The penis, in the contemporary novel, has been a mighty matter, looming large. Who will forget the narrator of The Bell Jar seeing an adult penis for the first time and being both fascinated and repelled? (‘The only thing I could think of was turkey neck and turkey gizzards and I felt very depressed.’) Or Fermina Daza, in a darkened room in García Márquez’s Love in the Time of Cholera, announcing, ‘I have never been able to understand how that thing works,’ and then slowly realising all the magical tricks this little rubbery object could do when suitably inspired? (‘She grasped the animal under study without hesitation, turned it this way and that, observed it with an interest that was beginning to seem more than scientific, and said when she was finished: “How ugly it is, even uglier than a woman’s thing.”’) It is not hard to imagine the surprise of Florence, the girlfriend of Edward Mayhew, a nice girl in her early twenties from a nice background in Ian McEwan’s new novel, On Chesil Beach, when ‘one Saturday afternoon in late March, with the rain falling heavily outside the windows . . . she let her hand rest briefly on, or near, his penis.’ What she experienced was ‘a living thing, quite separate from her Edward – and she recoiled.’ Edward, also in his early twenties, was so excited that ‘he could bear it no more’ and asked her to marry him. This short novel takes place on the first night of their honeymoon, with many flashbacks, and at the end a great flash forward, and at the core an enormous misunderstanding.
The relationship between the characters in On Chesil Beach is very close to the relationships between the people in The Ploughman’s Lunch (1983), the script for which was written by McEwan. In both cases, a young man from a class background about which he is very uneasy, who has an ailing mother, an interest in history, and wishes to write a book, falls for a girl from an upper-middle-class, bohemian family, only to find that she will not sleep with him. The girl’s mother is, in both cases, an academic with many opinions married to a successful businessman. (Florence’s mother has been a friend of Elizabeth David and is a friend of Iris Murdoch.) Both stories are set at a very precise date, with debates about socialism, Britain’s decline as a world power, and the Campaign for Nuclear Disarmament.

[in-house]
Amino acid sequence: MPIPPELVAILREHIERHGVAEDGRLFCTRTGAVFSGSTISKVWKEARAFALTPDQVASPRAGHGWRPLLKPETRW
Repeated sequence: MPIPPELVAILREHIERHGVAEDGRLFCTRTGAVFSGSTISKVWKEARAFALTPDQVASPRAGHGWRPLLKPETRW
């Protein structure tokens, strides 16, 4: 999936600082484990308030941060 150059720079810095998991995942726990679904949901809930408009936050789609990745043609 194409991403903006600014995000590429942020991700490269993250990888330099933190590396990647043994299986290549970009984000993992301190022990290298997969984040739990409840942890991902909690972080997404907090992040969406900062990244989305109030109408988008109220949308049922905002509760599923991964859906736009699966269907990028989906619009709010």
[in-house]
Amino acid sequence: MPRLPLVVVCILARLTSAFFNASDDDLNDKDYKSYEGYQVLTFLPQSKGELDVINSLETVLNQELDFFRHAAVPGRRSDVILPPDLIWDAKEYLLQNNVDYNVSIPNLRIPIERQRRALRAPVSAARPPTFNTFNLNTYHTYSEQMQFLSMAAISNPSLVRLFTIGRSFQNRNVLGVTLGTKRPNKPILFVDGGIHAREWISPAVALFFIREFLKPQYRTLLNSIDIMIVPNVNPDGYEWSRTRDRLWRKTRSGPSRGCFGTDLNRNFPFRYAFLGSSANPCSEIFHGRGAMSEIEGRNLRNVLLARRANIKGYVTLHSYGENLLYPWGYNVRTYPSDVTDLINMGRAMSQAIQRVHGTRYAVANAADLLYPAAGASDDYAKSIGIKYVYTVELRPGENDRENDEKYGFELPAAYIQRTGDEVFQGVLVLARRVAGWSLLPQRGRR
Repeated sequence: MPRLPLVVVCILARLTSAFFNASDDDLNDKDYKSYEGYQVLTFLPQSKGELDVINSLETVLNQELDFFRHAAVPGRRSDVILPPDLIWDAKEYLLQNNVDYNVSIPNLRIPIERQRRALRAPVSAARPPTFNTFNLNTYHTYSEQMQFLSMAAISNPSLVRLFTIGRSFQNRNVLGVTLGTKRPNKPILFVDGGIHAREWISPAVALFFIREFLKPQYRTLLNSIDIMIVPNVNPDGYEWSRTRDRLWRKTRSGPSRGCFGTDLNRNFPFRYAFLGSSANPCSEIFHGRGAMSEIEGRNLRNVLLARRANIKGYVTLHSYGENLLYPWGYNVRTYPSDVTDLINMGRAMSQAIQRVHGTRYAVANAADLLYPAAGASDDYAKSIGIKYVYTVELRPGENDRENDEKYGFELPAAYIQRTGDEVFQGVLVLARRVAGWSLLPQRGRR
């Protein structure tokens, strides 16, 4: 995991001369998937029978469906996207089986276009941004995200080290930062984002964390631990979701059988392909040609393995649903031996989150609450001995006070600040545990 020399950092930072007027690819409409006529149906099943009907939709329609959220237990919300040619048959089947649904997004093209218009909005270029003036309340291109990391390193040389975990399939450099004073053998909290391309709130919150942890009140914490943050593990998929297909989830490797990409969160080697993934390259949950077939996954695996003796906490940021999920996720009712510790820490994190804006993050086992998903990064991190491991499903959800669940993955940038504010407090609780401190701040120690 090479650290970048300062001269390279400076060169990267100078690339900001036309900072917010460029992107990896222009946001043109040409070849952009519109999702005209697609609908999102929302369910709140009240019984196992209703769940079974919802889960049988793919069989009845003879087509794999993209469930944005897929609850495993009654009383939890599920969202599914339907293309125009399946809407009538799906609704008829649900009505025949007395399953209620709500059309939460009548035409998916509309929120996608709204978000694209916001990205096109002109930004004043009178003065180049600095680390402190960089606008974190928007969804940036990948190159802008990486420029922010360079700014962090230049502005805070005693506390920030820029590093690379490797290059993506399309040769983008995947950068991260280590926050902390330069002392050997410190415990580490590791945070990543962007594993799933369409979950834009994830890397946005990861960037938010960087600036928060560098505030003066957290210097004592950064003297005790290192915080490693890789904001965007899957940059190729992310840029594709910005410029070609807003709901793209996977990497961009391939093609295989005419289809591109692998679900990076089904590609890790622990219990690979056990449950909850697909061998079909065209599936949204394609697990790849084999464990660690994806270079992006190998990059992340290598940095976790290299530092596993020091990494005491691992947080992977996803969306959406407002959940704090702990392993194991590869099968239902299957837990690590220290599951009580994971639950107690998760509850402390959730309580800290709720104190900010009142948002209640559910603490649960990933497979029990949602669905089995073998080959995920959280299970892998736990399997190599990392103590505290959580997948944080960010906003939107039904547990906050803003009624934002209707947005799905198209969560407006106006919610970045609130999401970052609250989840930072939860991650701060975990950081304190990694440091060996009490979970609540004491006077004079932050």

Both works exude a sense, alive in McEwan’s work since The Child in Time (1987), of Britain itself, its recent history and its public life, as an anchor in the narrative. Carefully researched moments in real time help to rescue the novels for seriousness, at times for earnestness, to move them away from the timeless and delicious cruelties of McEwan’s first four books, which were wonderful explorations of what he called in his introduction to the published script of The Ploughman’s Lunch ‘the dangers, to an individual as well as to a nation, of living without a sense of history’.
McEwan shares with his fellow English novelist Jim Crace not only an interest in history but in finding a style in prose that is slow-moving, yet compelling, at times stilted and dry, and then suddenly sharp and precise. His couple on their wedding night in On Chesil Beach have their past lives and their present circumstances dissected in the same deep slow motion as Crace’s couple lying murdered on a beach in his novel Being Dead.
Florence finds the idea of sex deeply disturbing. It is not simply that she is nervous about it. ‘The idea of herself being touched “down there” by someone else, even someone she loved, was as repulsive as, say, a surgical procedure on her eye.’ Even kissing makes her nauseous, and McEwan makes Edward’s tongue into a most invasive object as it makes its insistent way into Florence’s prim, unready mouth.
He wanted to engage her tongue in some activity of its own, coax it into a hideous mute duet, but she could only shrink and concentrate on not struggling, not gagging, not panicking. If she was sick into his mouth, was one wild thought, their marriage would be instantly over, and she would have to go home and explain herself to her parents.
Her problem is that she loves him:
She adored his curious mind, his mild country accent, the huge strength in his hands, the unpredictable swerves and drifts of his conversation, his kindness to her, and the way his soft brown eyes, resting on her when she spoke, made her feel enveloped in a friendly cloud of love. At the age of 22, she had no doubt that she wanted to spend the rest of her life with Edward Mayhew.